Amicus eyes Pompe approval; Atea ends Dengue work; 2seventy, Travere line up offerings
Amicus Therapeutics began March with word that the FDA has scheduled a pre-approval inspection of its potential treatment for Pompe disease. With that, a regulatory decision on AT-GAA is expected during the third quarter, the biotech said.
Amicus said last October the FDA wasn’t able to do the required inspection of its manufacturing partner, WuXi Biologics in China, during the review timeframe because of “restrictions on travel related” to the pandemic. AT-GAA consists of biologic cipaglucosidase alfa and miglustat, a stabilizer of the biologic. The approval request includes both a BLA and NDA.
AT-GAA has breakthrough therapy designation for late-onset Pompe disease. Regulatory reviews are on track in the EU and UK, Amicus said, with approval decisions also expected in the third quarter. — Kyle LaHucik
2seventy looks to raise $125M in public offering for R&D
2seventy bio has priced more shares to work on R&D along with its Bristol Myers-partnered therapy.
The bluebird bio oncology spinout said late Tuesday night that it will be offering more than 10.8 million shares at $11.50 each, seeking to raise approximately $125 million. The company said that underwriters would also get access to purchase an additional 1.6 million shares as a 30-day option.
2seventy said in its announcement that it plans to close the offering on or around March 3.
Shares of $TVST closed at $13.49 Tuesday afternoon.
2seventy wrote in an SEC filing that it plans to use the money raised for R&D to advance product candidates and expand other development programs. Additionally, the biotech said it would be investing to advance KarMMA trials in a bid to test Abecma in earlier lines of therapy — along with investing into Abecma’s commercial activities as part of 2seventy’s cost-sharing agreement with Bristol Myers Squibb.
The pair rolled out earlier-line data in Abecma last month, showing the trial met the primary endpoint of progression-free survival in patients with second to fourth line multiple myeloma. Abecma is currently only indicated in the fifth-line and later setting. — Paul Schloesser
Travere takes approval to fundraising route in bid for $200M
After the FDA greenlit Travere Therapeutics’ IgAN treatment sparsentan less than two weeks ago, the biotech is going for cash to get things moving.
The biotech said Tuesday night that it is offering 8,275,000 shares at $21 a share — to raise a total of $200 million in a public offering. Travere wrote in SEC documents that the funds are planned to go towards sparsentan’s commercial launch, along with other “general corporate purposes” such as clinical trials and manufacturing.
Branded as Filspari, the candidate was approved with a warning of liver and fetal toxicity.
The FDA is also requiring Travere to run REMS, a risk evaluation and mitigation strategy, in conjunction with the approval — requiring doctors to get certain kinds of training and having patients entered into a monitoring program.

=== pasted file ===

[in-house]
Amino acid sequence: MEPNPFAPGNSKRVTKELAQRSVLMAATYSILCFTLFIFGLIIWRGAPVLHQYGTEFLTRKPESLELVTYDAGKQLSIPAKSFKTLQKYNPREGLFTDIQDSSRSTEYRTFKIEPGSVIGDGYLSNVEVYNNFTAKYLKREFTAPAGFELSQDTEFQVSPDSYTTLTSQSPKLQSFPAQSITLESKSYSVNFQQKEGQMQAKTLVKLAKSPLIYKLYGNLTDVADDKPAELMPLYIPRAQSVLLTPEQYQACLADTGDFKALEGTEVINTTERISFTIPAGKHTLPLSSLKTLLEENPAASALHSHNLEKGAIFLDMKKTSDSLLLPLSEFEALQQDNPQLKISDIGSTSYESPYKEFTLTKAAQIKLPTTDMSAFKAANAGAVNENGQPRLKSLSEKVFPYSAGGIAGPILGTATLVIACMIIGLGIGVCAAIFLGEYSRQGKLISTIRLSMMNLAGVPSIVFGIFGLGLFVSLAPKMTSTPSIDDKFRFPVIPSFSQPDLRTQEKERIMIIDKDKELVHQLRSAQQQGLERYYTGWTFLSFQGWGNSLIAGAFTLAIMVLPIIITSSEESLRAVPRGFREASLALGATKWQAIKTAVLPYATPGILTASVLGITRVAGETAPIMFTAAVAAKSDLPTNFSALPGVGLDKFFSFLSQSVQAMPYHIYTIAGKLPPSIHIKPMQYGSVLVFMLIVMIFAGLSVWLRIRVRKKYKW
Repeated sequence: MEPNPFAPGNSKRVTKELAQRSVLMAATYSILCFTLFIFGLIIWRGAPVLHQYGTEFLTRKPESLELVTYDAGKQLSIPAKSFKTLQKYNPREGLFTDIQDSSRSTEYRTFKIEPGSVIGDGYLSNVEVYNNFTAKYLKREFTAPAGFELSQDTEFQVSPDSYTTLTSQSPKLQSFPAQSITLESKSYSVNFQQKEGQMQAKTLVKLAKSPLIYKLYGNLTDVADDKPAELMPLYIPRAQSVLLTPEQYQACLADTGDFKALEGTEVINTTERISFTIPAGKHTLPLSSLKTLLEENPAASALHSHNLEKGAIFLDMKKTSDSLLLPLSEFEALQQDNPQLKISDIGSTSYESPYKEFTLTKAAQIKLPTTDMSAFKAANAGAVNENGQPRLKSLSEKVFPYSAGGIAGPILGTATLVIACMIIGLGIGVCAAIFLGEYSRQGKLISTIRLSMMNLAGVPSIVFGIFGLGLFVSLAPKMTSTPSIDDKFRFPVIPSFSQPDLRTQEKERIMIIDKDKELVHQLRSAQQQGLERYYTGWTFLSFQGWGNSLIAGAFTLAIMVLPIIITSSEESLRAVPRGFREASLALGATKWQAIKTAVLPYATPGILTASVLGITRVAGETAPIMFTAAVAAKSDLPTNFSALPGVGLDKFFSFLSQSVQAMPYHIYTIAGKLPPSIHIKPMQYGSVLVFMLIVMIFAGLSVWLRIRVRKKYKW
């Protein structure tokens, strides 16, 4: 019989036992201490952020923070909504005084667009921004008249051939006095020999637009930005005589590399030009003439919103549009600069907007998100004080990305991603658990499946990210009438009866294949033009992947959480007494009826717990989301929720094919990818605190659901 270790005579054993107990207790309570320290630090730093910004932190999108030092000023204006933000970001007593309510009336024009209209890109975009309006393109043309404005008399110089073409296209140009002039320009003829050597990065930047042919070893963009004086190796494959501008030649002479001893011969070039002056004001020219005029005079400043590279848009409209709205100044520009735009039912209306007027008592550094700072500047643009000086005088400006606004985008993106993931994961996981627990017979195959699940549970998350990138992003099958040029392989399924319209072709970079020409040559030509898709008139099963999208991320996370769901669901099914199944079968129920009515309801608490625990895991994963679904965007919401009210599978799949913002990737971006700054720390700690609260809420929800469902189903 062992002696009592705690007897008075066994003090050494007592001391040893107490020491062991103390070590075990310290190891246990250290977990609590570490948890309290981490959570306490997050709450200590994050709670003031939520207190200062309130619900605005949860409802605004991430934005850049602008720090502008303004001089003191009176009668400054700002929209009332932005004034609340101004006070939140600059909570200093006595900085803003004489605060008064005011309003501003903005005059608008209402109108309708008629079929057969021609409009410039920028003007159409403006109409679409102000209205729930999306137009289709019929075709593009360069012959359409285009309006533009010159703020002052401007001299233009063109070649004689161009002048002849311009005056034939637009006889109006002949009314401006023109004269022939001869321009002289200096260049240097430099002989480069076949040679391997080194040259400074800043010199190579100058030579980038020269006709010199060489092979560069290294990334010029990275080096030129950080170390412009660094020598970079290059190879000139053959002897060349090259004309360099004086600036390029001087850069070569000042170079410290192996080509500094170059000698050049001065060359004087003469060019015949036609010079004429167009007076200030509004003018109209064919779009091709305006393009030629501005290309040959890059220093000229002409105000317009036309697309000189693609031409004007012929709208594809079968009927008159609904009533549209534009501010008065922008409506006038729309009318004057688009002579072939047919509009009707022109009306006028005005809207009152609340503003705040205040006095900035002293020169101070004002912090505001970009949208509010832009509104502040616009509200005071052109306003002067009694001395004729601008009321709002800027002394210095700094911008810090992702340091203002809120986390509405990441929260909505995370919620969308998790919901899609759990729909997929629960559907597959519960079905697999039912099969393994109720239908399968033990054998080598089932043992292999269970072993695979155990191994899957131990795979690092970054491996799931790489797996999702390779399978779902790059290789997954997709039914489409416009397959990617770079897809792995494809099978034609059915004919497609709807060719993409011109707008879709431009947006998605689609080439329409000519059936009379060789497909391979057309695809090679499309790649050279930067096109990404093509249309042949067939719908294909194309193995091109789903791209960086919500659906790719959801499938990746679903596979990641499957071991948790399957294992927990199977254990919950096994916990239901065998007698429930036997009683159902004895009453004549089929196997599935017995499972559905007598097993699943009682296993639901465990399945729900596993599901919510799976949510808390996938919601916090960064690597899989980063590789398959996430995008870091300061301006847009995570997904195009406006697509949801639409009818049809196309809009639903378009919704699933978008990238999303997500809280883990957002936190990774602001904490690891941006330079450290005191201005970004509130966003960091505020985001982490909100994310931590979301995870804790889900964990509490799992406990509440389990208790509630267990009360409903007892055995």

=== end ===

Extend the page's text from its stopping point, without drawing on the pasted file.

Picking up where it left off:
Shares of $TVTX closed at $22.16 Tuesday afternoon. — Paul Schloesser
Atea stops work on Dengue to extend cash runway
Atea said the costs and time associated with running Phase II studies are too much for the biotech. It will focus its money and time on Covid-19 and HCV, the Boston drug developer said Tuesday after the market closed.
“We believe AT-752 holds promise for the treatment of dengue as an oral direct acting antiviral. However, it has become clear that improved diagnostics are needed to better identify patients earlier in the course of the disease,” CEO Jean-Pierre Sommadossi said in a statement. “In addition, given the high variability in both treatment and prophylaxis settings, substantially larger patient sample sizes would be required for future Phase 2 studies.”
The biotech has run into hurdles before with its Covid-19 program, leading former partner Roche to walk away from an antiviral. The company moved forward without the Big Pharma, working on a Phase III trial testing bemnifosbuvir for treatment of Covid-19 in patients at high-risk. An interim analysis is due in the second half of this year, Atea said.
Meanwhile, a Phase II of bemnifosbuvir in combination with ruzasvir will start enrollment this quarter and have initial data in the last few months of 2023, Atea said, as it investigates the pair as a treatment for HCV. — Kyle LaHucik
Vertex lines up ADC deal with Immunogen
Antibody-drug conjugate biotech ImmunoGen is letting Vertex use its ADC tech to find new targeted conditioning agents to be paired with gene editing.
After a research period, Vertex can snag the worldwide, exclusive license for R&D and potential commercialization of the conditioning agents. ImmunoGen gets $15 million in exchange to start. Another $337 million could come its way via option fees, development milestones and commercial biobucks. Tiered royalties, too.
Vertex cell and gene therapies SVP Mike Cooke said the tech will be investigated with the biopharma’s exa-cel, which is being tested for treating sickle cell and transfusion-dependent beta thalassemia. Vertex and partner CRISPR Therapeutics are asking the FDA and other agencies to approve the gene-edited therapy. — Kyle LaHucik